The Government is working with councils and industry to maximise the recycling of the estimated 4.5 million tonnes of demolition and liquefaction waste from the Canterbury earthquakes, Canterbury Earthquake Recovery Minister Gerry Brownlee and Environment Minister Nick Smith announced today.
“$2.5 million is being provided from the Government’s Waste Minimisation Fund to fund sorting machinery that will separate the waste into 10 different products for reuse. This is the largest ever grant from the fund reflecting the scale of the Canterbury earthquakes’ waste problem,” Dr Smith said.
“There is the potential to recover up to 1 million tonnes of aggregate, concrete, timber, metal, plaster board and plastics from this initiative. Our objective is to recover as much as is practical without excessively adding to the costs of the earthquake recovery,” Dr Smith said.
“It will not be possible or economic to recycle all of the earthquake waste. The Government is also using its special powers to allow use of the old Burwood landfill for disposal of inert waste. Any contaminated waste will need to be disposed of at the Kate Valley landfill,” Mr Brownlee said.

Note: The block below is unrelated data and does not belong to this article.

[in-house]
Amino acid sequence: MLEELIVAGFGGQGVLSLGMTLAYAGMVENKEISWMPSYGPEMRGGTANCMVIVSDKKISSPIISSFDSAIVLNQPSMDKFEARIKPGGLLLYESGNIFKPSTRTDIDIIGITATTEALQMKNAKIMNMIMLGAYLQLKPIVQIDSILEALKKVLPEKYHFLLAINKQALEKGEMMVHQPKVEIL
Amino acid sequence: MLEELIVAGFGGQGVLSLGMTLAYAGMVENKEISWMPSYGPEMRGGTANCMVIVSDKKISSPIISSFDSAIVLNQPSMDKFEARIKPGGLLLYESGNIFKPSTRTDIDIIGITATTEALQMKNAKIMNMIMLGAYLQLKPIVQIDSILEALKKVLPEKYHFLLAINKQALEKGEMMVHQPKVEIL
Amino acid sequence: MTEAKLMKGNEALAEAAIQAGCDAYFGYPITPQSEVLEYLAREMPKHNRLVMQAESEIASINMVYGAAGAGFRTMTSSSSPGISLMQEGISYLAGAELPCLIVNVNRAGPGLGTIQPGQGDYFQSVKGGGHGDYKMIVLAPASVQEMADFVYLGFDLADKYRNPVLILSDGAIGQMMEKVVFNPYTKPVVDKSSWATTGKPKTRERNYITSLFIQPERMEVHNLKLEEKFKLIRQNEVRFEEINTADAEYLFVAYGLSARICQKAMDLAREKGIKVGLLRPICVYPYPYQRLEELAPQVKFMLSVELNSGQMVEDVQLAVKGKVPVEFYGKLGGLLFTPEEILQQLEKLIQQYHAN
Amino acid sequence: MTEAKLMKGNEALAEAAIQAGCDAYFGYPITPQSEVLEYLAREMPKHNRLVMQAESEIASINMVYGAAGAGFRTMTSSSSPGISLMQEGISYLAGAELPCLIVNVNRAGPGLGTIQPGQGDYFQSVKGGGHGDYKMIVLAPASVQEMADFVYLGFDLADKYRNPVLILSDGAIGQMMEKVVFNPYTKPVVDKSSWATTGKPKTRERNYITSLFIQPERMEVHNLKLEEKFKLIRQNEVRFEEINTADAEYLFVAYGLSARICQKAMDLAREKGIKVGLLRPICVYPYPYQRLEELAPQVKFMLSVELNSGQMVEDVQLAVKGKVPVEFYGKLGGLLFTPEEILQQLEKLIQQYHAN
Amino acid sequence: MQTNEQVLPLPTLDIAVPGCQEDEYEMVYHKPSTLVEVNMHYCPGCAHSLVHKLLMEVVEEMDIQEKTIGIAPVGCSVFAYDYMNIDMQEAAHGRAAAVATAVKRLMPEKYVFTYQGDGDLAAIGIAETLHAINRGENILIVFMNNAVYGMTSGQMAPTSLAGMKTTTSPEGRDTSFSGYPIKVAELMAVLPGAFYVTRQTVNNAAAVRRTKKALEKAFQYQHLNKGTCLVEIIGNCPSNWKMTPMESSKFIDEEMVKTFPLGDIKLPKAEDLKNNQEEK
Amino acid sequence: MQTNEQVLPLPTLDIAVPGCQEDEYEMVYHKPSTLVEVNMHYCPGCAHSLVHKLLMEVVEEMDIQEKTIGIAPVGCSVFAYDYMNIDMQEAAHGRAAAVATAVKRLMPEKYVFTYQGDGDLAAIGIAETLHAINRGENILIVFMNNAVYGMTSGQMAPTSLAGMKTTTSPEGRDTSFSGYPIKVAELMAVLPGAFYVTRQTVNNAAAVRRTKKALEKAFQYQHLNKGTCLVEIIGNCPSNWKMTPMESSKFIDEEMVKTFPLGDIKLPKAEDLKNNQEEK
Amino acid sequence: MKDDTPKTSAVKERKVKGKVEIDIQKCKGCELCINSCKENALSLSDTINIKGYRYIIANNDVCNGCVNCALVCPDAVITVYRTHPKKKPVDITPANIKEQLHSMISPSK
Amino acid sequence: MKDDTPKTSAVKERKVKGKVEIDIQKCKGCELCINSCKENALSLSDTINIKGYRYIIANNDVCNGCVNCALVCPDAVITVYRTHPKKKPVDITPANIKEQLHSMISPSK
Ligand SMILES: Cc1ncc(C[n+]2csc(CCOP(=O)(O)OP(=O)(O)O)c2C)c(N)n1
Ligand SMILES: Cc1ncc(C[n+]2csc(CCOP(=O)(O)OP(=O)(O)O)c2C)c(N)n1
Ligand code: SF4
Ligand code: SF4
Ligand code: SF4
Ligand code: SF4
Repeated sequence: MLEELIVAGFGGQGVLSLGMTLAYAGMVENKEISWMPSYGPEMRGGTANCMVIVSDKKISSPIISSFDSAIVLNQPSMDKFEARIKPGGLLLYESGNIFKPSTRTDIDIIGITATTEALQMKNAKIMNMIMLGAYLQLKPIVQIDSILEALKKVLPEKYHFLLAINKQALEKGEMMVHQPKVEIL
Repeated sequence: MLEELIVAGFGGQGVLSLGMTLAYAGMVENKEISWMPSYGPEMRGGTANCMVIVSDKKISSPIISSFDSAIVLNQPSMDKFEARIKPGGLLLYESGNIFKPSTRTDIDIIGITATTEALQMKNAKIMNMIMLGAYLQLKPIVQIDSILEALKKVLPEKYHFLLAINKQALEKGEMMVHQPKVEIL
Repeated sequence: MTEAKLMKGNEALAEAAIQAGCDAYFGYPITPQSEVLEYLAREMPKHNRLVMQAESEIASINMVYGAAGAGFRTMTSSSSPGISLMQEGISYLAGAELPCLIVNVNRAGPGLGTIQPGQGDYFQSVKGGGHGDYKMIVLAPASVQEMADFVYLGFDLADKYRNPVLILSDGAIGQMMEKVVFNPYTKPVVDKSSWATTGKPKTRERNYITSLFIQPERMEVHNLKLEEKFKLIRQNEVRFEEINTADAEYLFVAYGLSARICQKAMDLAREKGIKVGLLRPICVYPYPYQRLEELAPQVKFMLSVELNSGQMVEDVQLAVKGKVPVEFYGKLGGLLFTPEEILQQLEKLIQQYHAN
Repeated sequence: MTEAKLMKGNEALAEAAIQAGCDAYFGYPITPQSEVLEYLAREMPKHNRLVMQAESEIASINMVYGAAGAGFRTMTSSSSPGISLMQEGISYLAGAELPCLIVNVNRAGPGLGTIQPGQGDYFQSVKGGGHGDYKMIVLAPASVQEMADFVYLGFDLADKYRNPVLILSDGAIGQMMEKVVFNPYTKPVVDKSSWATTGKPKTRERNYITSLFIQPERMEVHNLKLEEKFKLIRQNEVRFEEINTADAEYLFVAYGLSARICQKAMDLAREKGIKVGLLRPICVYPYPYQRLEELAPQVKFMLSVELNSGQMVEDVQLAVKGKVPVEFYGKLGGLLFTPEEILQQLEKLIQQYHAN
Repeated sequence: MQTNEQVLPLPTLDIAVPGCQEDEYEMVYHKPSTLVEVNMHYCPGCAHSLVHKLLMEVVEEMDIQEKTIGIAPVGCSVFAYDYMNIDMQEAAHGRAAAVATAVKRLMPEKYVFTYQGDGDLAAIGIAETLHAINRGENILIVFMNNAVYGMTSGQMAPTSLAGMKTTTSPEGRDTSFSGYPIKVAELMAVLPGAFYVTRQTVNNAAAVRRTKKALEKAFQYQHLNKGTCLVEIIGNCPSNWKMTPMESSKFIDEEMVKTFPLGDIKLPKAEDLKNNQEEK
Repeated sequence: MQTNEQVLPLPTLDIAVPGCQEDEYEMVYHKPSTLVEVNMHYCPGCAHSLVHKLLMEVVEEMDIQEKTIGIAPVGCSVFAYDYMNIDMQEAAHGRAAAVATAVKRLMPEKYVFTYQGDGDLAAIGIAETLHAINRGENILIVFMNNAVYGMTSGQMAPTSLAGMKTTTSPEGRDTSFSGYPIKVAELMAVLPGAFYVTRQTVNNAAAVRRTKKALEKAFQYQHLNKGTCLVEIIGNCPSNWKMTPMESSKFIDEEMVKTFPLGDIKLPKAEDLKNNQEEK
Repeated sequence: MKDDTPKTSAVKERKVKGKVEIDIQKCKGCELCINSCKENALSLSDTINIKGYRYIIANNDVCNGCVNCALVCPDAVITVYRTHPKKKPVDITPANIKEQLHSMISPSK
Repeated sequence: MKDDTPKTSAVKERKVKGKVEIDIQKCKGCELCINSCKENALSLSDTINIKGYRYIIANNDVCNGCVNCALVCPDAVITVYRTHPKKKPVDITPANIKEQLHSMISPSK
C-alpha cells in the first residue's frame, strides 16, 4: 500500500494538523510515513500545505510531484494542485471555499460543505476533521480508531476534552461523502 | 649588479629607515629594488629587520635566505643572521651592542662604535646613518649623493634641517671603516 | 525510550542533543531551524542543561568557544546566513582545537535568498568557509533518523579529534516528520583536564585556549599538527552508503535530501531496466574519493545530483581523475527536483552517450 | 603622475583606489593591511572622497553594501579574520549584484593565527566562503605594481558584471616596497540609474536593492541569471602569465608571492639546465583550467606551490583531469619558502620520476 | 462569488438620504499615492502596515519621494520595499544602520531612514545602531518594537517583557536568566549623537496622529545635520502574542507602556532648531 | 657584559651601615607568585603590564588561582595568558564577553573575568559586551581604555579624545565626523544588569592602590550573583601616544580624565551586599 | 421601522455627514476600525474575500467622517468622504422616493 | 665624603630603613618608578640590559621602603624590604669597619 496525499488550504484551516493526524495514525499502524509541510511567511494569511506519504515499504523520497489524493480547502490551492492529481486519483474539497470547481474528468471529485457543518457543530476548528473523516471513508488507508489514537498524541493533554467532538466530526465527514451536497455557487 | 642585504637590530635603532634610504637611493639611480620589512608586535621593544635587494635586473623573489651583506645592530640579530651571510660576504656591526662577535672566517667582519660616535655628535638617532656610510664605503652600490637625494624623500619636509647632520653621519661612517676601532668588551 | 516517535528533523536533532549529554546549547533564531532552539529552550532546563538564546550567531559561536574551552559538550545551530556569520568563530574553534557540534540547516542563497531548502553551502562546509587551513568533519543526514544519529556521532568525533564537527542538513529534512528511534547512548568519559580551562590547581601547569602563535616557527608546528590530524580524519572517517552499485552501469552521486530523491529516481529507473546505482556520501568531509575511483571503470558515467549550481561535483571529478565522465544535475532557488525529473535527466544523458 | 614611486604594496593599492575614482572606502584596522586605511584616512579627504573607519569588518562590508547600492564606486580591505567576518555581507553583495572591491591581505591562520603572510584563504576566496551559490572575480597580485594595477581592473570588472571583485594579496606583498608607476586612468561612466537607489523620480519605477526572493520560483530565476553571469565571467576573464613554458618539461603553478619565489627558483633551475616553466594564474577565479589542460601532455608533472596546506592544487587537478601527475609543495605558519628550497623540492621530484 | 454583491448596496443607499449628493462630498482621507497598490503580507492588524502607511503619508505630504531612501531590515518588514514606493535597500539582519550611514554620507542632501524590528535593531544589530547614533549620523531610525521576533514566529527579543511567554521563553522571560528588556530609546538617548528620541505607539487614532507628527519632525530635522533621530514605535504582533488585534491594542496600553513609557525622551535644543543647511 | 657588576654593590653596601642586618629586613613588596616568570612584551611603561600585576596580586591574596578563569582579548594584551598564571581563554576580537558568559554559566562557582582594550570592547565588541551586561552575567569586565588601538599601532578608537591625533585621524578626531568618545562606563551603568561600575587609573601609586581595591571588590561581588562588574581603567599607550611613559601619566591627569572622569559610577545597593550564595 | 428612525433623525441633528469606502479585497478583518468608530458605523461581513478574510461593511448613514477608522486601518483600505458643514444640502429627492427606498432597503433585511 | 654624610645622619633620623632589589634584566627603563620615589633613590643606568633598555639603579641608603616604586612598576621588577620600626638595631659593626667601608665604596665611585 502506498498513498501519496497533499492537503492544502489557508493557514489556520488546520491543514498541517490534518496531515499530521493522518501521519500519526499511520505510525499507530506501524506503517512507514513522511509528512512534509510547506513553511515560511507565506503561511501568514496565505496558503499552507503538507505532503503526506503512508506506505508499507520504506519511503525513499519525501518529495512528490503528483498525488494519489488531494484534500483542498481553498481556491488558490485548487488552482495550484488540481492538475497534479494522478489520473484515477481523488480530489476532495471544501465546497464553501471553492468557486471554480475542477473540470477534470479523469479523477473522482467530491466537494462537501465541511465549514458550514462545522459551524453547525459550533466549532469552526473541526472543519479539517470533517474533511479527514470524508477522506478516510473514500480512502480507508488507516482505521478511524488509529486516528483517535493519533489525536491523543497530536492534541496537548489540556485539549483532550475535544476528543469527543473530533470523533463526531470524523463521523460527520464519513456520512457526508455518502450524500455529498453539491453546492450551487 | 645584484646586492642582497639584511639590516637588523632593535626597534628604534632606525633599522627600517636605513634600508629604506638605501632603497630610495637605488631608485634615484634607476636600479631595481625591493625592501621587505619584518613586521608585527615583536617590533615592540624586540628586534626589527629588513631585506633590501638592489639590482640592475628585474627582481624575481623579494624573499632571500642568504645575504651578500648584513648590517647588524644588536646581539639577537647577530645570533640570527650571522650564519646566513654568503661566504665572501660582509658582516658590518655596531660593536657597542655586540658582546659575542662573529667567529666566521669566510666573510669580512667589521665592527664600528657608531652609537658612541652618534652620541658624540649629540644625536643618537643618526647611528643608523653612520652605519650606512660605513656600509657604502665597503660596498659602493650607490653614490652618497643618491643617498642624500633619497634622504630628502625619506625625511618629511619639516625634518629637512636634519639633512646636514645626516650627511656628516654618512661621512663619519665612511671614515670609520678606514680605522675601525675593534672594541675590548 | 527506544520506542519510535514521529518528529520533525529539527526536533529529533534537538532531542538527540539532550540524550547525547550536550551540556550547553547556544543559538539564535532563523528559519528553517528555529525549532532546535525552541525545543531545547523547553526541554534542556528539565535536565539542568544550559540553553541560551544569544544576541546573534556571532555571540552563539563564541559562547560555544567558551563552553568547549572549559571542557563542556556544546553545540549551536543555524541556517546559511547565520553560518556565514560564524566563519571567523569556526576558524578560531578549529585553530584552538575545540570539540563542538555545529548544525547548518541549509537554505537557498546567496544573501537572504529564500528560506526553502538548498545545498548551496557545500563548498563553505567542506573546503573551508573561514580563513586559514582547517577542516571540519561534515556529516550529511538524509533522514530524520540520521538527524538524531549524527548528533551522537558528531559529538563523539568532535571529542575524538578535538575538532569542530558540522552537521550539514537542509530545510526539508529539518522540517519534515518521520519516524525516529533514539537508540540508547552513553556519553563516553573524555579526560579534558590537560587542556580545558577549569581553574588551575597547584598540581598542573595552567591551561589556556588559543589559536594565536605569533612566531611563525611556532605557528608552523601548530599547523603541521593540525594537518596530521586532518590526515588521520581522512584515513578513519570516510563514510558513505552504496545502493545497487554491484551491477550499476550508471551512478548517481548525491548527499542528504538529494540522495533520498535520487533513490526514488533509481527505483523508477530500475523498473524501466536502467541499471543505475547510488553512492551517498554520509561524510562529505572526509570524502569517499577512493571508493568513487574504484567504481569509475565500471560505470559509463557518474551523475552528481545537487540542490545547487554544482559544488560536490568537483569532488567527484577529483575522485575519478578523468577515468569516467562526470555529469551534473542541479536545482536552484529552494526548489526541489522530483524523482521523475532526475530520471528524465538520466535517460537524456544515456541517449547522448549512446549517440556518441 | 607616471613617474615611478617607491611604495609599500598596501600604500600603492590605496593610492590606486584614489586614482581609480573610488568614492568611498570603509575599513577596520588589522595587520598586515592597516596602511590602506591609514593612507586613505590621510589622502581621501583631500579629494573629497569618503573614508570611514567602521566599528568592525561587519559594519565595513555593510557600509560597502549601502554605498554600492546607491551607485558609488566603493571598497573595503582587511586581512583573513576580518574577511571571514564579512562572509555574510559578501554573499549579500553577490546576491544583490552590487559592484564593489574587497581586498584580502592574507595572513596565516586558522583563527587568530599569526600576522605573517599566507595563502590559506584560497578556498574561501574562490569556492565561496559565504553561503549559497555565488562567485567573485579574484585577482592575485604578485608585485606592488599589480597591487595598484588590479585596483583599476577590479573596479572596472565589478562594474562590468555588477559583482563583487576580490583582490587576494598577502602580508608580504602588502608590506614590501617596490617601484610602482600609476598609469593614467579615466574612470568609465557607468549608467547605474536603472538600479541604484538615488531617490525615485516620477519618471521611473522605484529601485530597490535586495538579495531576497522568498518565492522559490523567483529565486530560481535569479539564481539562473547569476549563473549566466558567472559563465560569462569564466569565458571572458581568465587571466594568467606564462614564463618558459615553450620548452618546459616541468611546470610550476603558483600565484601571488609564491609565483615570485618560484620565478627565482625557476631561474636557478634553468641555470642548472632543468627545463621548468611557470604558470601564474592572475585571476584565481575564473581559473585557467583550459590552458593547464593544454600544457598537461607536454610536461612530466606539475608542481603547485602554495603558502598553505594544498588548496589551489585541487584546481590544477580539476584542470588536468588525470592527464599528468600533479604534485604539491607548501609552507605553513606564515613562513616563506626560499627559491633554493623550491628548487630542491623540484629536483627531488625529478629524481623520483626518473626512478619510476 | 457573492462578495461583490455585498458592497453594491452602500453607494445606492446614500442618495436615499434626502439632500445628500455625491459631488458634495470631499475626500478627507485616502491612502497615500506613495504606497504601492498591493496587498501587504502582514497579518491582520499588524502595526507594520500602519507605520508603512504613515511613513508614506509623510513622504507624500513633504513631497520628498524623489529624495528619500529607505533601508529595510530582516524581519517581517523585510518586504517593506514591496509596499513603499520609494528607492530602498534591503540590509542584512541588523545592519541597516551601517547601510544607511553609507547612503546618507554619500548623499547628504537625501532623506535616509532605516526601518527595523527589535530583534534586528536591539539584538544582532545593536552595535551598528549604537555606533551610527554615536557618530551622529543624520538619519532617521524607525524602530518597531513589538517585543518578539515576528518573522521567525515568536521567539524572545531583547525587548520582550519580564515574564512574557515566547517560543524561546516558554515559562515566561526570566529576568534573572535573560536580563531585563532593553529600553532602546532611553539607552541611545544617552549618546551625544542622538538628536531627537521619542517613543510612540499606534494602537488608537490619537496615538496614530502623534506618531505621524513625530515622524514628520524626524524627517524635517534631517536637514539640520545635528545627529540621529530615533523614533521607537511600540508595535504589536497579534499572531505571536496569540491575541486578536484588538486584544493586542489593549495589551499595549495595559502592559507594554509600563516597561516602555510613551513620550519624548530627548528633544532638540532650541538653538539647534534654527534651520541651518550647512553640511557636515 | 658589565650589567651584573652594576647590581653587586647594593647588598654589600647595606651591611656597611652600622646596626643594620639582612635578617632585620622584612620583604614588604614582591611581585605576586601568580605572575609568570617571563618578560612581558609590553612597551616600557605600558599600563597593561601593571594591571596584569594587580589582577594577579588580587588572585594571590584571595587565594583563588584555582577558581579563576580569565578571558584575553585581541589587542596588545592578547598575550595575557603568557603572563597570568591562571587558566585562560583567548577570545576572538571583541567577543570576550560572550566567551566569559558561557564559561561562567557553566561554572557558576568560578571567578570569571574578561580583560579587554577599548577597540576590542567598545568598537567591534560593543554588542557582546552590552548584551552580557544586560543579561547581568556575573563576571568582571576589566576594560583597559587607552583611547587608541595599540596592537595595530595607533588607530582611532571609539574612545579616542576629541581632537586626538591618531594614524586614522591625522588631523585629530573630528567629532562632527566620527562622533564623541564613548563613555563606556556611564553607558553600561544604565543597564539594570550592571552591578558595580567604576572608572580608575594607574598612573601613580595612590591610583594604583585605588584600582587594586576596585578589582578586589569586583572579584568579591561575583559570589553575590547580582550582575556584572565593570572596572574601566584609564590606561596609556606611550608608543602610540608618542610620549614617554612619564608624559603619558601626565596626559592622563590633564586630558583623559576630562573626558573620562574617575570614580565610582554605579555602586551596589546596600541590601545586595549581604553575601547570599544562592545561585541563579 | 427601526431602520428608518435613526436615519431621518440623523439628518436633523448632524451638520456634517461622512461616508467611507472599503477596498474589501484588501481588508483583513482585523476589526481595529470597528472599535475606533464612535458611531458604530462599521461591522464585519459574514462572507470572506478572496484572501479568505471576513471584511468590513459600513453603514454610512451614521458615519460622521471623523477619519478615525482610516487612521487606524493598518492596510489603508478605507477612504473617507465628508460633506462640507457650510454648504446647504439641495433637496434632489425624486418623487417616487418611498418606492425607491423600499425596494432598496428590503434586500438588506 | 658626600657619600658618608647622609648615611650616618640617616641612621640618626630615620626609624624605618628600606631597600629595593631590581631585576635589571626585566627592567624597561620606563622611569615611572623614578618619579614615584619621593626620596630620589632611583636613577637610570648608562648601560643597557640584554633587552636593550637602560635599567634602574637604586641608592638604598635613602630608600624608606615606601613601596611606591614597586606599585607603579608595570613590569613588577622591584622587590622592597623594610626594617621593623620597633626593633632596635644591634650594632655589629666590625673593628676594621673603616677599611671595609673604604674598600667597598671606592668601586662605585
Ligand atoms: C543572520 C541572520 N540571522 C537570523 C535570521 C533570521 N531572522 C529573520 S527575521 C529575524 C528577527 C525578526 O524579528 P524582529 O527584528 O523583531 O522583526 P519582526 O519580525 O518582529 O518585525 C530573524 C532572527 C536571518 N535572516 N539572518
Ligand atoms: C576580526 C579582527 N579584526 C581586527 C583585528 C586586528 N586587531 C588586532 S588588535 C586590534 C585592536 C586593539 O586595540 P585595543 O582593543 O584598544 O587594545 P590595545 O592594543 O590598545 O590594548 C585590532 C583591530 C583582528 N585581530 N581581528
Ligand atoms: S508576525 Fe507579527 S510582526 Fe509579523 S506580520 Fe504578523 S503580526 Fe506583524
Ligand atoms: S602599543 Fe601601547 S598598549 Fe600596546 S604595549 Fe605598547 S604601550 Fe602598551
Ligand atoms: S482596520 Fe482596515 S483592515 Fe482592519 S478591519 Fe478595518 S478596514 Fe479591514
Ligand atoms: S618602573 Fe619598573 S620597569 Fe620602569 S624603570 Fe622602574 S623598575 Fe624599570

Environment Canterbury and the Christchurch City Council will be consulting with affected parties on the condition and detail of the consents for the extension of the old Burwood Landfill.
The substantial environmental impacts of re-transporting material in terms of truck movements and greenhouse gas emissions makes it more sensible to permanently and safely dispose of it on-site.
“This huge waste management project at Burwood is a joint venture between Christchurch City, Waimakariri, Ashburton, Hurunui and Selwyn councils, as well as Transpacific Industries Group Limited. This joint venture is subject to resource consent and due diligence. This would provide a sensible public-private partnership for undertaking this difficult waste challenge,” the Ministers said.